Lead: On July 17, 1862, during the Civil War, the U.S. Congress passed the Militia Act. African-Americans became an official part of the Federal military establishment.

Intro.: A Moment in Time with Dan Roberts.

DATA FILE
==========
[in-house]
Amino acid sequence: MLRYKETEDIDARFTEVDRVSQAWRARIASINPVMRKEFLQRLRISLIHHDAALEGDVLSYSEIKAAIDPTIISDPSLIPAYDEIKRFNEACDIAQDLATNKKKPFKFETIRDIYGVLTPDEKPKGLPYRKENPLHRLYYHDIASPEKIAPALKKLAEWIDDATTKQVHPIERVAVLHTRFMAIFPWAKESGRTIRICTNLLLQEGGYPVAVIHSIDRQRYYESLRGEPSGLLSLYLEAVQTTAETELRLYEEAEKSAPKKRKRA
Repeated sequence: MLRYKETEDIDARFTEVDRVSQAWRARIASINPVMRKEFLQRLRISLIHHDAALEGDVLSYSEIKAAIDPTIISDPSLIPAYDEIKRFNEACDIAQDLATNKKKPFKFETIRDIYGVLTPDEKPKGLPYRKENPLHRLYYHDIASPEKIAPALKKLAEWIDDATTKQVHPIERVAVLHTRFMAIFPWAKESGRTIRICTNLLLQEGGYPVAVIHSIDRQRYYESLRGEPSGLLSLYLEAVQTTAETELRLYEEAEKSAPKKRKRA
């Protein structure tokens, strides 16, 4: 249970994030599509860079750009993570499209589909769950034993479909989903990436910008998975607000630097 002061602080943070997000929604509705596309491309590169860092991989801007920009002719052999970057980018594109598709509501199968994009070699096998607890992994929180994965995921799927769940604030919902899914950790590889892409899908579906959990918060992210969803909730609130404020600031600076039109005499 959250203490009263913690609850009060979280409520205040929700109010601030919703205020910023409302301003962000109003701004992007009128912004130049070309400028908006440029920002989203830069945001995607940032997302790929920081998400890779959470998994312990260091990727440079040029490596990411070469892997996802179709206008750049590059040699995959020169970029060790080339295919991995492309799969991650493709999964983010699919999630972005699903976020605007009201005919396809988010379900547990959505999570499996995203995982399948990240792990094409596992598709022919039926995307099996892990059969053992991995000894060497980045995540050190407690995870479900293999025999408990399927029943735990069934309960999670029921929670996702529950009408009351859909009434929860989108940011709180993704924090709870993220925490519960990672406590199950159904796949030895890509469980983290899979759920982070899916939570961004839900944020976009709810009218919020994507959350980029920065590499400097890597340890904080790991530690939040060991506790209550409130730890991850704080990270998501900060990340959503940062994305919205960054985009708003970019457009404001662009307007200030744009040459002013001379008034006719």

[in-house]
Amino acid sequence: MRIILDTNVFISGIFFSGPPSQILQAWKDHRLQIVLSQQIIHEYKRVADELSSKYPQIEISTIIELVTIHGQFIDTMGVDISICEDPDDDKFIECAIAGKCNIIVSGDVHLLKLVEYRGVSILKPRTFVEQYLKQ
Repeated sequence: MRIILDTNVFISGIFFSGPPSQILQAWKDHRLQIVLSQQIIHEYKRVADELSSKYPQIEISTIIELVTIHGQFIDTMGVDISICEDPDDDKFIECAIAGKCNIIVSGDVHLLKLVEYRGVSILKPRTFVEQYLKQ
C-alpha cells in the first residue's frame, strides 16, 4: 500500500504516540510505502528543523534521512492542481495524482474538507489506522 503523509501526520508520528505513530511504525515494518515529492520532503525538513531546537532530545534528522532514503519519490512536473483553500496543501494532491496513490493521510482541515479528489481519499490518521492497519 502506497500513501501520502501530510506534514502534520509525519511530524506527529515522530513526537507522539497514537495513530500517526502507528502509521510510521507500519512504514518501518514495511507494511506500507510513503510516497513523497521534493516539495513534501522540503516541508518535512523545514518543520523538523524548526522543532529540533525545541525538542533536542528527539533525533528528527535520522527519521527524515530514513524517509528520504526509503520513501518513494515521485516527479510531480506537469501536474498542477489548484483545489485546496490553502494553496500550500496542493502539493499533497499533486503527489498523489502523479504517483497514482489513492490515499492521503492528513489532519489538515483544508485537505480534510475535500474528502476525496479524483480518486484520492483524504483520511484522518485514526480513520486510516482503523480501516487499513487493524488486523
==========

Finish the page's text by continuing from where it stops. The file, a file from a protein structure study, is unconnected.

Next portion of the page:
Content: Under a 1792 law, blacks officially were barred from army service, not permitted to enlist. Despite this prejudice blacks had served in both the American Revolution and would serve in the War of 1812. In mid-1862, the Lincoln Administration, sensing the need to expand strengthen the Union Army, took the first steps allowing blacks to enter service. The Militia Act permitted colored soldiers to serve in “any military or naval service for which they may be found competent.”